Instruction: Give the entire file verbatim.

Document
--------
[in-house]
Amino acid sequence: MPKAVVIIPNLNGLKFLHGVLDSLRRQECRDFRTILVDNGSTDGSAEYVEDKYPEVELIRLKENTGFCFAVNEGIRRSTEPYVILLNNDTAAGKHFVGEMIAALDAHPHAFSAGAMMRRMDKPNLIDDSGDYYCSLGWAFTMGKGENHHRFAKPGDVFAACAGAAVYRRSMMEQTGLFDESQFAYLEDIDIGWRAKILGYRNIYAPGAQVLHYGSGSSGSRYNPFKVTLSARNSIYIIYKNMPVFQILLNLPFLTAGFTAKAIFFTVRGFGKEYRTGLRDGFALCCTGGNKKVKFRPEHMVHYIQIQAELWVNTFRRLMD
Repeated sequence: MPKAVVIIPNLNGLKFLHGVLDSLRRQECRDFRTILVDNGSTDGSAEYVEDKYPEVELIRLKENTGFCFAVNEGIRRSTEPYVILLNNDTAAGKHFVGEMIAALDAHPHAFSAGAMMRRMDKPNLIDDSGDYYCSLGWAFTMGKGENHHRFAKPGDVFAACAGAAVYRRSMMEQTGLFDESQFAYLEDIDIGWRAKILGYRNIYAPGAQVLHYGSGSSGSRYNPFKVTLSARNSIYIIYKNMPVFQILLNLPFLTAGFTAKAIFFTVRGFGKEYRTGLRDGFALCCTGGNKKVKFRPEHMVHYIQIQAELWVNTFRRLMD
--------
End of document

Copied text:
[in-house]
Amino acid sequence: MPKAVVIIPNLNGLKFLHGVLDSLRRQECRDFRTILVDNGSTDGSAEYVEDKYPEVELIRLKENTGFCFAVNEGIRRSTEPYVILLNNDTAAGKHFVGEMIAALDAHPHAFSAGAMMRRMDKPNLIDDSGDYYCSLGWAFTMGKGENHHRFAKPGDVFAACAGAAVYRRSMMEQTGLFDESQFAYLEDIDIGWRAKILGYRNIYAPGAQVLHYGSGSSGSRYNPFKVTLSARNSIYIIYKNMPVFQILLNLPFLTAGFTAKAIFFTVRGFGKEYRTGLRDGFALCCTGGNKKVKFRPEHMVHYIQIQAELWVNTFRRLMD
Repeated sequence: MPKAVVIIPNLNGLKFLHGVLDSLRRQECRDFRTILVDNGSTDGSAEYVEDKYPEVELIRLKENTGFCFAVNEGIRRSTEPYVILLNNDTAAGKHFVGEMIAALDAHPHAFSAGAMMRRMDKPNLIDDSGDYYCSLGWAFTMGKGENHHRFAKPGDVFAACAGAAVYRRSMMEQTGLFDESQFAYLEDIDIGWRAKILGYRNIYAPGAQVLHYGSGSSGSRYNPFKVTLSARNSIYIIYKNMPVFQILLNLPFLTAGFTAKAIFFTVRGFGKEYRTGLRDGFALCCTGGNKKVKFRPEHMVHYIQIQAELWVNTFRRLMD